But we do not want that, right? If for whatever reason a worker crashes, we’d like the messages delivered to it, to be redelivered to other workers. How then do we ensure that messages are never lost?
Enter publisher confirms and consumer acknowledegments
To overcome the limitations mentioned earlier, LavinMQ offers manual acknowledgements from both the producer and consumer side. But here, we are more concerned with ensuring that our worker processes consume messages more reliably - so we will focus on consumer acknowledgements.
By enabling manual acknowledgements, consumers take explicit responsibility for acknowledging the receipt and processing of messages. This mechanism ensures that messages are not lost in the event of consumer failures, as unacknowledged messages are redelivered.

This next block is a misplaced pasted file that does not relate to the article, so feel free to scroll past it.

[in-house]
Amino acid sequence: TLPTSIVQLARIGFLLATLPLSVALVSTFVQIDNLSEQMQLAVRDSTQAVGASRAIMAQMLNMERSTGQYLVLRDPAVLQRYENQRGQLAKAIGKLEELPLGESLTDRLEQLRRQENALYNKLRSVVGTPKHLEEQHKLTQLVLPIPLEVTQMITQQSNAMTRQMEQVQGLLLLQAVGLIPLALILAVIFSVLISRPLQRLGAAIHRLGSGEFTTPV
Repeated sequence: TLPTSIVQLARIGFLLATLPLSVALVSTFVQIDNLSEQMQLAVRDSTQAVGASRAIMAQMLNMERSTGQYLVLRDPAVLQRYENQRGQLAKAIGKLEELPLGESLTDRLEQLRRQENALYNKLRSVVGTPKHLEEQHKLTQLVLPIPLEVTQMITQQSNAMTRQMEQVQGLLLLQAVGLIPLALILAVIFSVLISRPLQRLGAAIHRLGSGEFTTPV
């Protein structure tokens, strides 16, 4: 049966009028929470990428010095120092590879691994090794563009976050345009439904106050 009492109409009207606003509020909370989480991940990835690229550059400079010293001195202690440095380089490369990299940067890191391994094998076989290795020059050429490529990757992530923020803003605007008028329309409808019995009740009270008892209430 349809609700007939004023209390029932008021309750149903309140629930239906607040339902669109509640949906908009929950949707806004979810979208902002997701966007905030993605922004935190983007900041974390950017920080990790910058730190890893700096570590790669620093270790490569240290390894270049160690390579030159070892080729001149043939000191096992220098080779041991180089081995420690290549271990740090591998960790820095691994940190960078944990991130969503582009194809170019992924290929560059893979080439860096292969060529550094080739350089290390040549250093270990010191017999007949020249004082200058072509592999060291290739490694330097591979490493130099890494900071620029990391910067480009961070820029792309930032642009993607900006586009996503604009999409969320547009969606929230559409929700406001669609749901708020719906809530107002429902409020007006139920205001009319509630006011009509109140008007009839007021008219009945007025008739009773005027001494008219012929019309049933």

To have our workers explicitly acknowledge the receipt of messages, we did two things in the previous tutorial:
basic_consume()function to disable automatic acknowledgement - under the hood, the default setting is
auto_ack=False. So you’d be fine even if you don’t specify the argument
Next, we manually acknowledged that a consumer has received and processed a message in the consumer’s callback as shown below with the
basic_ackfunction. See snippet below:
While publisher confirms and consumer acknowledgements enehance message reliability, they still have certain limitations.
Limitations of Publisher Confirms and Consumer Acknowledgements